Responding vs. Reacting – Kabat-Zinn, Mindful Parenting

In the inevitable difficult moments of parenting, we can find ourselves reacting automatically and unconsciously to something a child says or does.

Our reactions can range from  mild irritation and annoyance to intense emotions of anger, frustration, or fear.  These reactions can lead to behaviors that are not in our child’s best interest, nor in our own.  Through mindful awareness we can choose more intentional and appropriate ways of responding. (Kabat-Zinn)

The cultivation of mindful awareness is best practiced when we are not emotionally hijacked by stressful emotions.

Our February blog summarizes three of four mindful parenting practices presented by Jon and Myla Kabat-Zinn in their Seattle workshop:

  • Dropping in on the Present Moment
  • Awareness and Presence with Children
  • Practicing Acceptance

The fourth practice, Responding vs. Reacting, builds on the foundation of these three practices.

Responding vs. Reacting

angry momSome of the most hurtful things that happen between parent and child are angry words spoken impulsively.  After the storm passes, we can be filled with regret as we question what came over us. The Zinns explain that when we react in inappropriate ways, “we are often in the grip of deeply engrained and often destructive patterns of thinking and feeling that may stem in part from our own experiences as children.” They propose that “the cultivation of mindfulness helps us navigate the inner landscape of our own fears, anxieties, and judgments in key moments with our children.”

Mindfulness Practice

The following practice includes excerpts (in quotes) from the Mindful Parenting workshop handout by Myla and Jon Kabat-Zinn, 1.25.14.  The full practice can be found in their book, Everyday Blessings, The Inner World of Mindful Parenting.

“It can be very helpful to distinguish between the times when you react automatically and unconsciously to something a child says or does, and when you respond with greater mindfulness and intentionality.  Can you bring attention to what is happening in those moments when you find yourself reacting mindlessly?”

  1. Notice
    Notice how your body feels when you begin to react.  What are your stress signals?
  2. Stop
    As soon as you notice you are reacting, put a STOP to it.  Put verbal reactions on hold and be silent.  This allows you to regroup.
  3. Drop-in
    “Take a moment to settle yourself by becoming aware of your body and your breathing.  Include bringing your curious, open, gentle attention to whatever thoughts and feelings may be coloring that moment.  Notice whatever is arising, and experiment with breathing with the thoughts and emotions that are present — neither holding on to them nor pushing them away, nor thinking more about them — but simply, as best you can, embracing them in awareness and with some degree of kindness.”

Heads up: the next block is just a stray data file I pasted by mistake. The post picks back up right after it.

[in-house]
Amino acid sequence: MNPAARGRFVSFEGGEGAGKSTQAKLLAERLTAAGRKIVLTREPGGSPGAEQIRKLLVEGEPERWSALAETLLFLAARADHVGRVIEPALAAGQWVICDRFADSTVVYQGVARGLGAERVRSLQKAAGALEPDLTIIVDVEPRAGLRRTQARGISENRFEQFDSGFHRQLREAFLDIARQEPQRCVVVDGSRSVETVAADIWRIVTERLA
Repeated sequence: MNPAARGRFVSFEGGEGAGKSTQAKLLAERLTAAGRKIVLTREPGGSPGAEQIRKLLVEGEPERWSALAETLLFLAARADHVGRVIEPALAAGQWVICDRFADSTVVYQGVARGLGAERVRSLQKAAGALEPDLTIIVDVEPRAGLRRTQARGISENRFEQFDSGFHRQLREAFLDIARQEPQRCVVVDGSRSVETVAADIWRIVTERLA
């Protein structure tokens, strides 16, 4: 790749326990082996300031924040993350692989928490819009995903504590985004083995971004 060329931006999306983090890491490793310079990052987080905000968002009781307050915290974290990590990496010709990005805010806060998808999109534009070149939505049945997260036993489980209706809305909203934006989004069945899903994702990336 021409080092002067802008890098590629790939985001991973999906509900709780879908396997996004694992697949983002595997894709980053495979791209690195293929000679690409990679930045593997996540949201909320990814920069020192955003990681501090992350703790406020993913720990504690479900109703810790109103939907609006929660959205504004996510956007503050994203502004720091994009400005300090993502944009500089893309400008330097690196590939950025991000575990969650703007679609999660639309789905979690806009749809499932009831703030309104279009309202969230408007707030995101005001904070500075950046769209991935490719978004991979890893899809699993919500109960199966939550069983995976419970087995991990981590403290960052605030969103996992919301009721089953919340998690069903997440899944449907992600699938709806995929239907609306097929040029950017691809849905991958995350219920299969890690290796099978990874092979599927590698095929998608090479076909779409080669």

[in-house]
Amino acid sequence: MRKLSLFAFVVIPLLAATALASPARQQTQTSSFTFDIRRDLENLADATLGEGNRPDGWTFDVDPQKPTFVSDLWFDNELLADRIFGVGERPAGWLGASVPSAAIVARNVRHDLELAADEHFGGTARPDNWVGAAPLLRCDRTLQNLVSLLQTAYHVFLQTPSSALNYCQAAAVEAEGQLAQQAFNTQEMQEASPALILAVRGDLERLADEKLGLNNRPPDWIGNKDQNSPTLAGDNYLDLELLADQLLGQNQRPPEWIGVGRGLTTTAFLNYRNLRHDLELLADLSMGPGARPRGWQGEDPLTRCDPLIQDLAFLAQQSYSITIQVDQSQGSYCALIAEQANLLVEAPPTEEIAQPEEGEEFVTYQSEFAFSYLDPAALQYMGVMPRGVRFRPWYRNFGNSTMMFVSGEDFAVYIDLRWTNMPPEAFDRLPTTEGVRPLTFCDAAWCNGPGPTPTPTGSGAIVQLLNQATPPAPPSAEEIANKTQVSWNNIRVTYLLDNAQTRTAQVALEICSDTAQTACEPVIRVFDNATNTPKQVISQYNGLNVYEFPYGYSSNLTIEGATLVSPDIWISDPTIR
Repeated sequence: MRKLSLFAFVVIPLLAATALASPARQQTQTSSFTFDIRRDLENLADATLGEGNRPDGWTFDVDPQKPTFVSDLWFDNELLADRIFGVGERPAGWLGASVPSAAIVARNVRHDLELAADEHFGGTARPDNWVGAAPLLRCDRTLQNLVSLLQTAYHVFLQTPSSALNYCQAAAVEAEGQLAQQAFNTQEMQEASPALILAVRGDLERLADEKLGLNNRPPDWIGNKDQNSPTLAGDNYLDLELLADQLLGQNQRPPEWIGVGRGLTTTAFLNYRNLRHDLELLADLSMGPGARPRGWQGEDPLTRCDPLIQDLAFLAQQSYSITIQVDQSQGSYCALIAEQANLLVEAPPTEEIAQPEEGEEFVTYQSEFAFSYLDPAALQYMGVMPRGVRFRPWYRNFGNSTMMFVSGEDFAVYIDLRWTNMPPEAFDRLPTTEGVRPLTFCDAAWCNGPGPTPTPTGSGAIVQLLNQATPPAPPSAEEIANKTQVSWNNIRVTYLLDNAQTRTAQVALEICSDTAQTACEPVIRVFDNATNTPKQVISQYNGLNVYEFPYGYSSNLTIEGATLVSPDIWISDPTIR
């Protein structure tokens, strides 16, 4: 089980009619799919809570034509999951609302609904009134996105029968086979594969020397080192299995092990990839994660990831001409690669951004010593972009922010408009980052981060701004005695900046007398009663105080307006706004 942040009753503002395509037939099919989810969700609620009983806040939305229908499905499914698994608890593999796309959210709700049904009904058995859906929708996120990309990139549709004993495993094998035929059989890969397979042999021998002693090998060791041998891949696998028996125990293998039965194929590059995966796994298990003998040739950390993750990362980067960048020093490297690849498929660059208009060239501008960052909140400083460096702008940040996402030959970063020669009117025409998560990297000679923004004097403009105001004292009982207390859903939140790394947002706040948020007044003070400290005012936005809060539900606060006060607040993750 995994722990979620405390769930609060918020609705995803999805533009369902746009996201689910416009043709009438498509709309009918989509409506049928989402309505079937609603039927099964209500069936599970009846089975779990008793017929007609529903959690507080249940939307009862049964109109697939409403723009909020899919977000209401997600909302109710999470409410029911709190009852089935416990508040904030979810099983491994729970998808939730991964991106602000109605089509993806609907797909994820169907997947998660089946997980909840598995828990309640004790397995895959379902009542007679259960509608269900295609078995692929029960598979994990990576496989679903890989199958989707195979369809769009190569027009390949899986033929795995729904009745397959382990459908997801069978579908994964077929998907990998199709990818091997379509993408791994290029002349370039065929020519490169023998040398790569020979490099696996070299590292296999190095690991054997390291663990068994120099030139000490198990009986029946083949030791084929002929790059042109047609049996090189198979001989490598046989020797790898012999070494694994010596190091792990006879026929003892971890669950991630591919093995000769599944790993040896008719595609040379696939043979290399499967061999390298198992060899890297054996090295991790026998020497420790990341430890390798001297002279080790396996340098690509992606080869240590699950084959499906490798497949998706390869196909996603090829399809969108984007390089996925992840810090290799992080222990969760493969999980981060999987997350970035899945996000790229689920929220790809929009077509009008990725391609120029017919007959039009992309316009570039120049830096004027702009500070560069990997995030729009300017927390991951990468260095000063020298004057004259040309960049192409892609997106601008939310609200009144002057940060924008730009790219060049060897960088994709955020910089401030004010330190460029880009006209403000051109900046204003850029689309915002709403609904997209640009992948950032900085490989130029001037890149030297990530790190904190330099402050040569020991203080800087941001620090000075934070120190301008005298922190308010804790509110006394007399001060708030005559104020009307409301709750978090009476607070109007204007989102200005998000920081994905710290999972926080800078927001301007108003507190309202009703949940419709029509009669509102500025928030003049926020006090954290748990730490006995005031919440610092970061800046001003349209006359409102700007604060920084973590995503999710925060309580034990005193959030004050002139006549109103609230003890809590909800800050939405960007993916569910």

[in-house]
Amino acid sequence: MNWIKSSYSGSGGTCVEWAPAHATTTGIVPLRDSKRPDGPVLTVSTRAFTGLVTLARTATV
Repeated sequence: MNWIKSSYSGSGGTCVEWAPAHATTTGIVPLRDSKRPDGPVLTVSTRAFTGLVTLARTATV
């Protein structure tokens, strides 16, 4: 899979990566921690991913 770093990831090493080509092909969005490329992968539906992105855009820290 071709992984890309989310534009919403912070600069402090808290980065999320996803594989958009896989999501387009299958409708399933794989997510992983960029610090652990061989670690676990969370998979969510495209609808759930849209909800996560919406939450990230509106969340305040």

4. Allow
    Do not jump to fix or change the situation, even if you have the strong impulse to do so.  Give yourself permission not  to act.  Push the pause button and ALLOW the space for new insights and openings to unfold.


While this practice can be quite challenging in emotionally charged moments, it is often illuminating and helpful.  At the very least, even though we don’t necessarily know what to DO, we don’t do the same old thing.  We choose not to go down that habitual path.  We get “stupid” when we act impulsively — our survival brain’s fight/flight reactions are in the driver’s seat and we lose access to our executive functions.  Connecting back to ourselves allows the brain’s CEO to go back on-line, which gives us creative options.  Quiet reflection allows space for the love and wisdom of our heart to lead the way.

How do we work with situations where we are our worst selves?  We back up and begin again.  “If you find yourself carried away emotionally and unable to change course, you might try taking a few moments afterward to reflect on what happened.” As a parent, you will be given many opportunities to practice breaking free of habitual reactive patterns!

It is natural for most kids, especially teens, to take advantage of our reactivity when we are tired or stressed.  Kids know where our edges are and sense the “crack.”  This gives them our pin number — I can punch into mom’s anger and she responds like a puppet!  What if they punch in your pin number and you don’t react? You take back your power.

Through the practice of mindful awareness, we gradually learn not to lose touch with ourselves when we are upset.  We tap into our inner wisdom and are able to respond (be response-able) to our child in more loving and appropriate ways.

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